- Patients suspected of toxic alcohol ingestion, to prevent formation of toxic metabolites.
- Indications include ingestions of methanol, ethylene glycol, and diethylene glycol to stop metabolism of formic acid, oxalic acid, and diglycolic acid, respectively.
- Fomepizole is not indicated for known isopropyl alcohol ingestions.
- Fomepizole is safe in adults and children, and is a Category C drug in pregnancy (adverse fetal effects have been observed in animal studies but no adequate studies have been performed in humans, and potential benefits may warrant use).
- Patients should be on telemetry and BP monitoring during infusion, as fomepizole can cause bradycardia and hypotension.
- After 48 hours, dose should be increased to 15 mg/kg every 12 hours as fomepizole induces its own metabolism.
- If fomepizole is not available, ethanol can be given to block alcohol dehydrogenase.
- While Anion Gap and Serum Osmolality/Osmolarity may help with decision making, normal anion gap and osmol gap do not exclude toxic alcohol ingestion.
- Patients with signs of end-organ damage from toxic alcohol should be referred for immediate hemodialysis in addition to fomepizole.
- Lack of clinical intoxication cannot exclude toxic alcohol ingestion.
Fomepizole is an alcohol dehydrogenase inhibitor used to prevent the formation of toxic metabolites formed after the ingestion of toxic alcohols.
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Relationship between osmolar gap and anion gap in toxic alcohol:
Dosing of fomepizole:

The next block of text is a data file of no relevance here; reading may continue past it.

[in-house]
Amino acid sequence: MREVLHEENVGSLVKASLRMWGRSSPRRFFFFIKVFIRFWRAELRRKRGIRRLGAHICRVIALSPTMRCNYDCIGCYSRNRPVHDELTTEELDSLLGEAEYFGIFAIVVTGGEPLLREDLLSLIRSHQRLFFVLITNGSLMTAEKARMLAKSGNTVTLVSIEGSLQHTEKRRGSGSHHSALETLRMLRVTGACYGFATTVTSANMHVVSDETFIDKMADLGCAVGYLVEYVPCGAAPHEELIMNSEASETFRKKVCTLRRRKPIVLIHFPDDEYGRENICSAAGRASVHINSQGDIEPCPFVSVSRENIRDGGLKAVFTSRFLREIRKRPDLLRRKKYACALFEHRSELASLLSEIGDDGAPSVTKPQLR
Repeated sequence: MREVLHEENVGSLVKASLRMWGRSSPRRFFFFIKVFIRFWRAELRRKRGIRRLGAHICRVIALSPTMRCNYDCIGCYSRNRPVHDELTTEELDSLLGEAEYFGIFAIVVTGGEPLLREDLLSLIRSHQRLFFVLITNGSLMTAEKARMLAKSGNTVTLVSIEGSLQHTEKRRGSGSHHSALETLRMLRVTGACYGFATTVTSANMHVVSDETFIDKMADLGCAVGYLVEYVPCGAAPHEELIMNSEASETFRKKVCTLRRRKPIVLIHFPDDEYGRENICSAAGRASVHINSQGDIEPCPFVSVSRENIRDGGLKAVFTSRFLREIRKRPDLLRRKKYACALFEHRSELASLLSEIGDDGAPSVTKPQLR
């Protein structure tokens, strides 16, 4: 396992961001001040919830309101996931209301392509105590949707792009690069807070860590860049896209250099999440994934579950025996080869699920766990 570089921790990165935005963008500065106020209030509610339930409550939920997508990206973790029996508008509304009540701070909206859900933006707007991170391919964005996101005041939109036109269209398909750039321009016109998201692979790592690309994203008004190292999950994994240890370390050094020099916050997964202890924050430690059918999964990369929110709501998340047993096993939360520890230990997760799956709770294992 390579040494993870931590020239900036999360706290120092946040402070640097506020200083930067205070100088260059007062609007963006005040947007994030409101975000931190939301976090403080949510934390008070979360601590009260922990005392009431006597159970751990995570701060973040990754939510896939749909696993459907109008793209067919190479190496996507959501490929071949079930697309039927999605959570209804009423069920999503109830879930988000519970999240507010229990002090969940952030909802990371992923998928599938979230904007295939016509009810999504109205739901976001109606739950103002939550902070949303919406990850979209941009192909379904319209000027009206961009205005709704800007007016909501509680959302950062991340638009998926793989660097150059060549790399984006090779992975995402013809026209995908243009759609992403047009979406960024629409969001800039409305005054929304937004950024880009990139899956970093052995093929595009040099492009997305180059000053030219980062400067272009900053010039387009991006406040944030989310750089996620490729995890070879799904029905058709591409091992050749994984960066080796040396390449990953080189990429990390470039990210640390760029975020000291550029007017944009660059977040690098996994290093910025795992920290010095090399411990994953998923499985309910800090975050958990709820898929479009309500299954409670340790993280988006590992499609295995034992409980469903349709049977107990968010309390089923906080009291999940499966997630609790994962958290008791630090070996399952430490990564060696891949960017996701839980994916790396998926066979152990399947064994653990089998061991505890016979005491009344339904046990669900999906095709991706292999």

- 15 mg/kg IV loading dose.
- After 12 hours give 10 mg/kg for the next four doses.
- Then give 15 mg/kg every 12 hours thereafter.
If on hemodialysis:
- Give at onset of dialysis if last dose was >6 hours prior.
- Give every 4 hours during dialysis.
- At completion of dialysis, give scheduled dose if >3 hours since last dose, or ½ dose if 1-3 hours since last dose.
Original/Primary ReferenceHowland MA. Antidotes in Depth: Fomepizole. In: Flomenbaum NE, Goldfrank LR, Hoffman RS et al, eds: Goldfrank’s Toxicologic Emergencies. New York NY, 2006;1460-1464.
About the Creator
Lewis Goldfrank, MD, FACEP, FAAEM, FAACT, FACMT, FACP, is the Herbert W. Adams Professor of Emergency Medicine at New York University. He is also the medical director of the New York City Poison Control Center. Dr. Goldfrank is perhaps best known as author and editor of the primary toxicology reference Goldfrank's Toxicologic Emergencies.
To view Dr. Lewis Goldfrank's publications, visit PubMed
- Jonathan de Olano, MD